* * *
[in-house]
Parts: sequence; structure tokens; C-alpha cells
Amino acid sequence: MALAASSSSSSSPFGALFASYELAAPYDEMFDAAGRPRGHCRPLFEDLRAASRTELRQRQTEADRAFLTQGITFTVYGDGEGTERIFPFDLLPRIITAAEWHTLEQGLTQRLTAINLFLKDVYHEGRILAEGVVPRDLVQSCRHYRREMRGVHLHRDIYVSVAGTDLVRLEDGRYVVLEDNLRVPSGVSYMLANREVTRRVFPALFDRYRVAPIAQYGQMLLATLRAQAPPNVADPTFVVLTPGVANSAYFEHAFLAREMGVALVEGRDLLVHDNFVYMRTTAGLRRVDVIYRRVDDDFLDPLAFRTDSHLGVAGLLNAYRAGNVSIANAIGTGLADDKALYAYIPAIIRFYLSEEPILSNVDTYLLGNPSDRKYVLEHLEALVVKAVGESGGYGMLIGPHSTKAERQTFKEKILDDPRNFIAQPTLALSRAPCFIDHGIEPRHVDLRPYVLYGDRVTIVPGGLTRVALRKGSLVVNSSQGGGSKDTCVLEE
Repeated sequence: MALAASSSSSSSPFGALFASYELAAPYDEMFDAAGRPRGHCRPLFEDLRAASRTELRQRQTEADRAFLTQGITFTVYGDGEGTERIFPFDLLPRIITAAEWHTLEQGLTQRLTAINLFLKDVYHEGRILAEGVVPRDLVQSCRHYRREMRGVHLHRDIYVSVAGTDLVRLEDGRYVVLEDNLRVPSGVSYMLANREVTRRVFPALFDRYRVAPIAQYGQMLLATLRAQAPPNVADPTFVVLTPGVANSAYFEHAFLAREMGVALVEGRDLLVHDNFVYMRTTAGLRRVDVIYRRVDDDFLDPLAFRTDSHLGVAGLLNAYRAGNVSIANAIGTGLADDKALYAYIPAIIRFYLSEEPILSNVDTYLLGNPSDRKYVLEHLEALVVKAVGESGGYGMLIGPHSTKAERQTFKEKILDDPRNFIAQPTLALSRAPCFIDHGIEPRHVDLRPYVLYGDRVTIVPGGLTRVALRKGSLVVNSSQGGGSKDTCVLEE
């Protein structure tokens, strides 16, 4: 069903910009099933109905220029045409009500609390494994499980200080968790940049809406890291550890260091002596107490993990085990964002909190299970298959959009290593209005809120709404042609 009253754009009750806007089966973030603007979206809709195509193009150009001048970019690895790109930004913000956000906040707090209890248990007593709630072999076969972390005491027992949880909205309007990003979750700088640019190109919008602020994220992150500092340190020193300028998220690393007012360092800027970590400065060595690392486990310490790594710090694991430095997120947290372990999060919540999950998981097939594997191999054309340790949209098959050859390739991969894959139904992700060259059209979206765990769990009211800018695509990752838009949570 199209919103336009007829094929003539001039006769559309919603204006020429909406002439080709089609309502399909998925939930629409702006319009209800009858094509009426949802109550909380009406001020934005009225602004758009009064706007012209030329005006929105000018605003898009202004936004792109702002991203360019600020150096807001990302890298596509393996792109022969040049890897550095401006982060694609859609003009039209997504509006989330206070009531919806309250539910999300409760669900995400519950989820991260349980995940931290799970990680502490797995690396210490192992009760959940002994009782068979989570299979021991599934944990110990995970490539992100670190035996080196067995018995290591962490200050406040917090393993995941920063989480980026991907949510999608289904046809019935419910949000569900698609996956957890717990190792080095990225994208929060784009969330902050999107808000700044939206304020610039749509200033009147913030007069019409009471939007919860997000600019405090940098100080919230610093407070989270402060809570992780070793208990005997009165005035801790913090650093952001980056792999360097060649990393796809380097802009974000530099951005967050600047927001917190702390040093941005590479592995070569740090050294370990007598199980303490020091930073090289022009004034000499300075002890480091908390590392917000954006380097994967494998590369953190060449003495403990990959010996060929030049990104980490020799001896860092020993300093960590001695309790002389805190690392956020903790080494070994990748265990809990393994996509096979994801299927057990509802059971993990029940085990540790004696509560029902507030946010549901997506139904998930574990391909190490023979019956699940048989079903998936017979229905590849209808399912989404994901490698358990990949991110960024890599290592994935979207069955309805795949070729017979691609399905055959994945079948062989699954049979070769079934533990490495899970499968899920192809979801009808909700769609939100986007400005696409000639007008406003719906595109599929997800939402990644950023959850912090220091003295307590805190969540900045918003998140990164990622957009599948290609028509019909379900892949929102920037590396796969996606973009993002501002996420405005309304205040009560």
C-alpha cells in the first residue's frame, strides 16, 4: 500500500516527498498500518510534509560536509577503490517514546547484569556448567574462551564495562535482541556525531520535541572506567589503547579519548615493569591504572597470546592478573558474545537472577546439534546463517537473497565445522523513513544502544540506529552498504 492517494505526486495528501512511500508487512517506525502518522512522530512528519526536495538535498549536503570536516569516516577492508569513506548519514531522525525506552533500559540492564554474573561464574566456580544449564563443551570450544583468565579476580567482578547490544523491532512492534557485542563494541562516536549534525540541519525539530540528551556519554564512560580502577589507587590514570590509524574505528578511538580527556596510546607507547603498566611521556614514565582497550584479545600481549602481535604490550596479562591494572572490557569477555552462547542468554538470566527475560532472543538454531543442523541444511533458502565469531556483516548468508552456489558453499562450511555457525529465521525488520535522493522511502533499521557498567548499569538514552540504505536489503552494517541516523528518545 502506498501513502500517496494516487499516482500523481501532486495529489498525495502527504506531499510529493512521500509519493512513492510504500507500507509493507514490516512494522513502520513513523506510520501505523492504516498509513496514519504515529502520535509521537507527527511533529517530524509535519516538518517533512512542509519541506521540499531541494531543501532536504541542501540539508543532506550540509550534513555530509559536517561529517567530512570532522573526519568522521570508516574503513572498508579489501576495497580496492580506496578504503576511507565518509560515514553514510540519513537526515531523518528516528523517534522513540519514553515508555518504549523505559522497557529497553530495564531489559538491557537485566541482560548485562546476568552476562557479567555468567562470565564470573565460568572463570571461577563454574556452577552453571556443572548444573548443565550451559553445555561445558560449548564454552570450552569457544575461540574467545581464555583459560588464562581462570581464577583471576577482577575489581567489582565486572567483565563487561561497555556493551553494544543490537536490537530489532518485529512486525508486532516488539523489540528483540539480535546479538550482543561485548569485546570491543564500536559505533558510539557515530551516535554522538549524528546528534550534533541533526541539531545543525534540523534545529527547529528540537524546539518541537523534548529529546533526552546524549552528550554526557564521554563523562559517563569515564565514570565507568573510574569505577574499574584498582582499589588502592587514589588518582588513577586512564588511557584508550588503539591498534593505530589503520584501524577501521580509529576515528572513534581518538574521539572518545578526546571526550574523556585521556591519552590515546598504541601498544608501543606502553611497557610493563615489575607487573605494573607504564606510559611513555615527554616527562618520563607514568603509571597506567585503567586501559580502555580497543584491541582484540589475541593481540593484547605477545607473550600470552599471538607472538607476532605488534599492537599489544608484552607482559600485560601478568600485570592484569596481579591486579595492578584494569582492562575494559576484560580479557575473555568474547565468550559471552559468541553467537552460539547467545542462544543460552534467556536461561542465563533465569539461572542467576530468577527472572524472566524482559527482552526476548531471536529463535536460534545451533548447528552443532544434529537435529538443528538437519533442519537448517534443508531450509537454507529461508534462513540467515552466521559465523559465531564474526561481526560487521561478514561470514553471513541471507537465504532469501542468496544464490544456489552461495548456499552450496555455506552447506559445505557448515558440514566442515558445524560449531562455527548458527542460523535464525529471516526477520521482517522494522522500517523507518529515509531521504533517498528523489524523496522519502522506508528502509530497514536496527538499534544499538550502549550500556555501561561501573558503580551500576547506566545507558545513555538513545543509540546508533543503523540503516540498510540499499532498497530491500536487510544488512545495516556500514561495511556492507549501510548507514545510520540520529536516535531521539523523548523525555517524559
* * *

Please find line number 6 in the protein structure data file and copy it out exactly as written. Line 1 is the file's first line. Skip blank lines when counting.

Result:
C-alpha cells in the first residue's frame, strides 16, 4: 500500500516527498498500518510534509560536509577503490517514546547484569556448567574462551564495562535482541556525531520535541572506567589503547579519548615493569591504572597470546592478573558474545537472577546439534546463517537473497565445522523513513544502544540506529552498504 492517494505526486495528501512511500508487512517506525502518522512522530512528519526536495538535498549536503570536516569516516577492508569513506548519514531522525525506552533500559540492564554474573561464574566456580544449564563443551570450544583468565579476580567482578547490544523491532512492534557485542563494541562516536549534525540541519525539530540528551556519554564512560580502577589507587590514570590509524574505528578511538580527556596510546607507547603498566611521556614514565582497550584479545600481549602481535604490550596479562591494572572490557569477555552462547542468554538470566527475560532472543538454531543442523541444511533458502565469531556483516548468508552456489558453499562450511555457525529465521525488520535522493522511502533499521557498567548499569538514552540504505536489503552494517541516523528518545 502506498501513502500517496494516487499516482500523481501532486495529489498525495502527504506531499510529493512521500509519493512513492510504500507500507509493507514490516512494522513502520513513523506510520501505523492504516498509513496514519504515529502520535509521537507527527511533529517530524509535519516538518517533512512542509519541506521540499531541494531543501532536504541542501540539508543532506550540509550534513555530509559536517561529517567530512570532522573526519568522521570508516574503513572498508579489501576495497580496492580506496578504503576511507565518509560515514553514510540519513537526515531523518528516528523517534522513540519514553515508555518504549523505559522497557529497553530495564531489559538491557537485566541482560548485562546476568552476562557479567555468567562470565564470573565460568572463570571461577563454574556452577552453571556443572548444573548443565550451559553445555561445558560449548564454552570450552569457544575461540574467545581464555583459560588464562581462570581464577583471576577482577575489581567489582565486572567483565563487561561497555556493551553494544543490537536490537530489532518485529512486525508486532516488539523489540528483540539480535546479538550482543561485548569485546570491543564500536559505533558510539557515530551516535554522538549524528546528534550534533541533526541539531545543525534540523534545529527547529528540537524546539518541537523534548529529546533526552546524549552528550554526557564521554563523562559517563569515564565514570565507568573510574569505577574499574584498582582499589588502592587514589588518582588513577586512564588511557584508550588503539591498534593505530589503520584501524577501521580509529576515528572513534581518538574521539572518545578526546571526550574523556585521556591519552590515546598504541601498544608501543606502553611497557610493563615489575607487573605494573607504564606510559611513555615527554616527562618520563607514568603509571597506567585503567586501559580502555580497543584491541582484540589475541593481540593484547605477545607473550600470552599471538607472538607476532605488534599492537599489544608484552607482559600485560601478568600485570592484569596481579591486579595492578584494569582492562575494559576484560580479557575473555568474547565468550559471552559468541553467537552460539547467545542462544543460552534467556536461561542465563533465569539461572542467576530468577527472572524472566524482559527482552526476548531471536529463535536460534545451533548447528552443532544434529537435529538443528538437519533442519537448517534443508531450509537454507529461508534462513540467515552466521559465523559465531564474526561481526560487521561478514561470514553471513541471507537465504532469501542468496544464490544456489552461495548456499552450496555455506552447506559445505557448515558440514566442515558445524560449531562455527548458527542460523535464525529471516526477520521482517522494522522500517523507518529515509531521504533517498528523489524523496522519502522506508528502509530497514536496527538499534544499538550502549550500556555501561561501573558503580551500576547506566545507558545513555538513545543509540546508533543503523540503516540498510540499499532498497530491500536487510544488512545495516556500514561495511556492507549501510548507514545510520540520529536516535531521539523523548523525555517524559